USC mental health offerings are inaccessible for some students

Lack of advertising and bureaucratic appointment process hinders students ability to access mental health resources.

Students have mixed feelings about USC mental health resources offered on campus.

It’s a new school year, and the issue of access to mental health care still exists. Students, under pressure and in need of support, seek out USC’s array of mental health services to get the help they need.

For Annie Zheng, a junior majoring in media and arts practices, it’s a “hit or miss situation.” She has had some positive therapy sessions, but she has felt that some therapists were not listening to her needs.

“It just felt like my concerns weren’t really taken into account,” Zheng said. “And I left the appointments feeling like I didn’t get the help I needed.”

USC Health offers a range of mental health resources to students, such as drop-in appointments on Zoom, single session workshops, one-on-one counseling or group counseling sessions. All are accessible through students’ MySHR Portal.

Even so, Zheng believes that, because providers don’t meet with students frequently enough, they are not able to understand individual needs of the student.

Finding what you need can be a problem as well.

“I went online to USC, just Googling USC mental health resources,” said Emma Perez, a sophomore majoring in public relations. “They have a lot of different things, which is very overwhelming at first.”

When Perez booked her initial appointment, it was canceled. “I went online to [rebook] it, and there were really no available appointments for the UPC campus, so I had to book it at the HSC for the earliest like within two weeks,” she said.

Daphne Yaman, a sophomore majoring in journalism, shared a more positive experience with mental health services at USC.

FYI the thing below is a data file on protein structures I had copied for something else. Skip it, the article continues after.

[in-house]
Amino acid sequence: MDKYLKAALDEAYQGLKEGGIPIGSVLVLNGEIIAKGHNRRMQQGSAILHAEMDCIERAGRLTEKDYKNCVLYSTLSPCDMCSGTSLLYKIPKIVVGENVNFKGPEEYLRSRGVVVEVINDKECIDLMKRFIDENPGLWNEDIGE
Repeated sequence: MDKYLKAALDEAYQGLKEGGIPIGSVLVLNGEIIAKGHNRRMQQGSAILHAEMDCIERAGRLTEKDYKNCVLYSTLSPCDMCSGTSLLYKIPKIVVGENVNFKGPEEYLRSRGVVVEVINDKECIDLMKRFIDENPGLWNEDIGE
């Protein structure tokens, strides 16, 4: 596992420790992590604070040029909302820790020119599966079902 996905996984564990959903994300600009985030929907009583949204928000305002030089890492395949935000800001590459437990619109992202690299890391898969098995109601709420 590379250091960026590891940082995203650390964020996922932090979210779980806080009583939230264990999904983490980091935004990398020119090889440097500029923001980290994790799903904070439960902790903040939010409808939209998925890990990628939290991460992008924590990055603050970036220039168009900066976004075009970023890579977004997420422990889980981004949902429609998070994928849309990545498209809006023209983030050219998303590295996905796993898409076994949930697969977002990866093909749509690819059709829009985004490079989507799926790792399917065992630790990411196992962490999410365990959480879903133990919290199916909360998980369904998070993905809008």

“I think USC has done a good job promoting mental health awareness to the best of their ability,” she said. “The therapist that I have now, who is through USC is the best therapist that I’ve ever had in my life, and I’m very, very appreciative of her.”

From virtual drop-ins and single session workshops to “Let’s Talk” appointments, USC provides a variety of mental health resources. The process of attaining those services, however, may not be simple enough to some students.

Sam Hill, a sophomore majoring in English, thinks that a streamlined system would benefit students. “I think just sending out a schoolwide email or even having that information just somewhere where you get to see it, where you don’t necessarily have to look to find it,” Hill said.

There are additional options for students not seeking therapy or searching for no-cost mental health services. Mindful USC, a service of the Office of the Provost, provides mindfulness-related classes, workshops, events, and drop-in sessions to students.

Co-director Allyson Pimentel says the organization is “increasing class sizes and diversifying the offerings” because of an increased demand for student mental health services.

However, Mindful USC should not be confused with on-campus mental health professionals. “It’s not a treatment. It’s not a visit with a clinician or a therapist. We’re offering our life skills and tools that help support living life in a way that’s more grounded,” Pimentel said.

Students seeking support from USC’s mental health services can find a list of resources here.

To access the 24/7 USC Student Health hotline call (213) 740-9355.